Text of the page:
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US Sanctions Against China: Four Agencies Taking Action, 12 Key Developments, and Five Compliance Steps To Consider

November 30, 2020
By: Saskia Rietbroek, Executive Director, CSS

U.S. sanctions against China and Hong Kong have been increasing exponentially in recent months. The U.S. is now using economic sanctions and export controls to target certain mainland Chinese companies, including companies with shares listed on major stock exchanges.

Between a variety of Chinese technology companies, including Huawei, being added to Commerce Department’s BIS Entity List and senior members of the Communist Party to Treasury’s SDN list for national security and human rights reasons, doing business with China is becoming an ever-evolving challenge.

As a sanctions professional, it is important to be aware of the four U.S. government agencies that regularly take actions against China with regards to export controls or sanctions against China or Hong Kong, as well as what actions have been taken, and what steps compliance suites can take in order to mitigate exposure to those actions.

The Four U.S. Government Agencies Taking Action

There have been a number of agencies that have taken actions related to China or Hong Kong in recent months.

Department of State

The Directorate of the Defense Trade Controls (DDTC) at the Department of State administers the International Traffic in Arms Regulations (ITAR). Since sanctions as a result of the Tiananmen Square massacre were first imposed in 1990, China is considered a so-called prescribed country under section 126.1 of the ITAR. This means that when it comes to defense articles, China is completely off limits and no U.S. company can export any of these items to China. The EU has similar restrictions.

Department of Commerce

The Bureau of Industry and Security (BIS) within the Department of Commerce administers both the Commerce Control List (CCL), which is a long list of product groups usually requiring a license to export, as well as the Export Administration Regulations’ (EAR) 99 List, which is a list of items not controlled under the U.S. Munitions List or CCL.

BIS also administers the Entity List that contains the names of certain foreign persons – including businesses, research institutions, government and private organizations, individuals, and other types of legal persons – that are subject to specific export license requirements. Under the Trump administration, many Chinese companies – including 150 affiliates of Huawei – were added to the Entity List.

These new beefed up measures against China is a result of the U.S.’ concern of the increased risk of sensitive U.S. items being exported to Hong Kong and then reexported to China, Iran or North Korea. Therefore, in July 2020, BIS issued a final rule amending the EAR, suspending the availability of license exceptions for Hong Kong.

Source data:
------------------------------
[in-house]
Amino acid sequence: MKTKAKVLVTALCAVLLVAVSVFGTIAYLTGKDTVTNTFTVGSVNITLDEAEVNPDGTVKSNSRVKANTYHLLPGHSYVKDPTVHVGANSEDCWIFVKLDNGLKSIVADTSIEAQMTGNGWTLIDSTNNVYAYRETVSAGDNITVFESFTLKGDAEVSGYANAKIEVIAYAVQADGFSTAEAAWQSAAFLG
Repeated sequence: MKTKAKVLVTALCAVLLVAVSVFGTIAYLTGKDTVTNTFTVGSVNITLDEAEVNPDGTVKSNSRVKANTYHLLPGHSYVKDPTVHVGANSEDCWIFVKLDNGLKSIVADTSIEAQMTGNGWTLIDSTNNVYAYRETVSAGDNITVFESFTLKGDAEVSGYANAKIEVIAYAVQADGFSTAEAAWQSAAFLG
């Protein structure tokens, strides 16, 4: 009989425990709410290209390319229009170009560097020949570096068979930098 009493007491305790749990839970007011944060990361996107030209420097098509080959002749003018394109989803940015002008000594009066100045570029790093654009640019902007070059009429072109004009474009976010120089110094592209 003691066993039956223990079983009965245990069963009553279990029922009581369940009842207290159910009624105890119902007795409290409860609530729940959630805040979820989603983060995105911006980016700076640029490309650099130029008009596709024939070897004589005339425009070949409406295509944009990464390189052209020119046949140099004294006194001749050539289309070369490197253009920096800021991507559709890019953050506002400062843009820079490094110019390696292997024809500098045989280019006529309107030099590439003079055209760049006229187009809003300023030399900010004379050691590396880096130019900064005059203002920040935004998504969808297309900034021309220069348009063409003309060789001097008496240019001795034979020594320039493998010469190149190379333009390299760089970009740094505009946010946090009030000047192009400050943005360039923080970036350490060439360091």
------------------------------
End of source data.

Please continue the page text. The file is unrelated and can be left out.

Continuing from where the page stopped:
This summer, BIS added further Chinese government entities and companies to the BIS Entity List, for being implicated in human rights abuses in China. Note that the BIS Entity List only prevents U.S. companies from selling components or technologies to Chinese companies without a license, not from purchasing products. In practice, however, major international companies and banks are unlikely to continue doing business with any company named on a BIS List.

Department of Treasury

The Treasury Department houses the Office of Foreign Assets Control (OFAC), which administers several sanctions programs as well as the largest list of designated individuals and entities, namely the SDN list (but also the SSI).

Recently, Treasury has placed multiple individuals and companies on its SDN list, including Carrie Lam, Chief Executive, Hong Kong Special Administrative Region,

for undermining Hong Kong’s autonomy and restricting the freedom of expression or assembly of the citizens of Hong Kong, or in connection with serious rights abuses against ethnic minorities in the Xinjiang region.

Unless authorized by a general or specific license issued by OFAC or otherwise exempt, OFAC’s regulations generally prohibit all transactions by U.S. persons or within (or transiting) the U.S. that involve any property or interests in property of designated or otherwise blocked persons. These prohibitions include the making/receipt of any contribution or provision of funds, goods, or services by, to, or for the benefit of any blocked person.

Department of Homeland Security